In memory of HMS Dunedin and her Men

Broadway, Harold T:

Rank: Lt-Commander; Temporary Acting Surgeon

Listing: MPK

Broadway, HBiographical Notes:

Lt-Commander Harold Broadway features prominently in my book, “Blood in the Sea: HMS Dunedin and the Enigma Code”. His son (also Lt-Commander), Chris Broadway, very generously gave me access to all the letters his father had sent from HMS Dunedin. They give a fascinating picture of life on board Dunedin and also an insight into Chris’ father’s thinking during his many months away from his family before he was lost in the sinking. I am very grateful to Chris. Although there is much in the book about Harold Broadway, Chris has written the short summary below of his father’s wartime action.

Stuart Gill

 

 

 

Broadway was running the practice he had taken over from his father in Dorchester, when war broke out in 1939 and despite¬†a small family and the practice to be run, and paid for, he felt that it was his duty to¬†help deal with Hitler.¬† He therefore joined the RNVR and was sent to Chatham for the course that was called (and still is) the “Knife fork and spoon course” – designed to convert him from a Country Practice to a seagoing Doctor.¬† The instruction was continued in HMS MALABAR (Bermuda) and he was then given a “Pierhead Jump” to HMS DUNEDIN, as the second Doctor, probably because the man he relieved had chronic seasickness.¬†¬†This was three days after his family, after a bad crossing in a convoy in which a number of ships were sunk, arrived to join him.¬†¬†They did not see him again as the ship was sailed in a hurry for anti-invasion duties in the south of England as France collapsed.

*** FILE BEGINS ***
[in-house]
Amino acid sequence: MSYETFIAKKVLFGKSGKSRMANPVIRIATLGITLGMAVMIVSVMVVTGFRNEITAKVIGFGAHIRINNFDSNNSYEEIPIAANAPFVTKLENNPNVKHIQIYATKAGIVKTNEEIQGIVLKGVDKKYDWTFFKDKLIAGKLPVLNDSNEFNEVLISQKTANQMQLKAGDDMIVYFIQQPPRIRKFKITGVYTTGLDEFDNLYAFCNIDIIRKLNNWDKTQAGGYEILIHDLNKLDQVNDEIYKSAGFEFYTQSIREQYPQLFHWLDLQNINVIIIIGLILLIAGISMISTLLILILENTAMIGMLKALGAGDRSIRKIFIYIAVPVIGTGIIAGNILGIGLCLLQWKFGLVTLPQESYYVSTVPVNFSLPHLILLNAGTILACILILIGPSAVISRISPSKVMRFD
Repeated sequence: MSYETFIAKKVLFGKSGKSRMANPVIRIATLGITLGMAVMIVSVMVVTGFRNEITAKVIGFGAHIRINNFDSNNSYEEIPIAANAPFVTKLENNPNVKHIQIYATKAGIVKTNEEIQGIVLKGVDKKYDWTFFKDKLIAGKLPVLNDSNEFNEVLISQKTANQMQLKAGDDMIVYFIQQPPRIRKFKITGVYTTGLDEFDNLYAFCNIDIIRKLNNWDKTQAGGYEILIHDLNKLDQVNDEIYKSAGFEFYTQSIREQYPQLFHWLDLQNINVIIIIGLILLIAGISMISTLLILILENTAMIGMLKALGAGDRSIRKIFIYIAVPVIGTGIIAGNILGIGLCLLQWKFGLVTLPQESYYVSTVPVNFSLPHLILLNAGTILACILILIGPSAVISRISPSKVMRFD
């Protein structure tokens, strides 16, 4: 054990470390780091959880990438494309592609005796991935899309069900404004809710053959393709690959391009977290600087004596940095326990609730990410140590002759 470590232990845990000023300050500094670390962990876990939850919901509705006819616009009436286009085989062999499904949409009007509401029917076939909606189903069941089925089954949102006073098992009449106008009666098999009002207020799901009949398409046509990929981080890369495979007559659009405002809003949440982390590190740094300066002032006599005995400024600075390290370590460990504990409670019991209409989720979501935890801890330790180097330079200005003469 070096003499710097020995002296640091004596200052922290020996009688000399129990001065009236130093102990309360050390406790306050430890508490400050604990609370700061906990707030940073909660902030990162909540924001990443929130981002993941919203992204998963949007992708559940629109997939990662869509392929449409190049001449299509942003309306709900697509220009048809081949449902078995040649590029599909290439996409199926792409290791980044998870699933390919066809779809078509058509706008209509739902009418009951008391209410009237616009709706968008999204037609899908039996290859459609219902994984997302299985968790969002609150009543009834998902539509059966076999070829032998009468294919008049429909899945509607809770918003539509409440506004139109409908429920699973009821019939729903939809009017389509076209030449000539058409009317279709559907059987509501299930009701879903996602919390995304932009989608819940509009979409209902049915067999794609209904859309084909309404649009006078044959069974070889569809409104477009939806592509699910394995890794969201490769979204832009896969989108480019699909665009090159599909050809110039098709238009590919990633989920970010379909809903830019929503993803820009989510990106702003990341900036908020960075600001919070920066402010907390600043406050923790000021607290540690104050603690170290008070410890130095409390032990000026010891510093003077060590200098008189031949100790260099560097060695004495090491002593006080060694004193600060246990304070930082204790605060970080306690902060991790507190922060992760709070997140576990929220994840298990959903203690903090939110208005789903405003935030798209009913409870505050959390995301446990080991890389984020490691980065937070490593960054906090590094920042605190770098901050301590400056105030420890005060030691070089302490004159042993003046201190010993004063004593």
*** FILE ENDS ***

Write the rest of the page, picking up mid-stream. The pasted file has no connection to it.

On arrival in the UK the Principle Medical Officer, a Surgeon Commander, was replaced by an RN Surgeon Lieutenant, who lasted less than a week and was then replaced sick by another Surgeon Lieutenant RNVR, who because he was a few months junior left my father as the PMO of a Cruiser.
 
 He was an experienced doctor and rather than replace him with a Surgeon Commander, to which the ship was entitled, Captain Lovatt reported that he was well satisfied with his performance as PMO (Including a very nasty acute appendix that had to be removed in a bad seaway) and arranged for him to be promoted to Acting Surgeon Lieutenant Commander as a special case, although my father never knew he had been promoted as the ship was sunk and he was killed before the news reached HMS DUNEDIN, and his family only knew because the telegram announcing his loss used his new rank.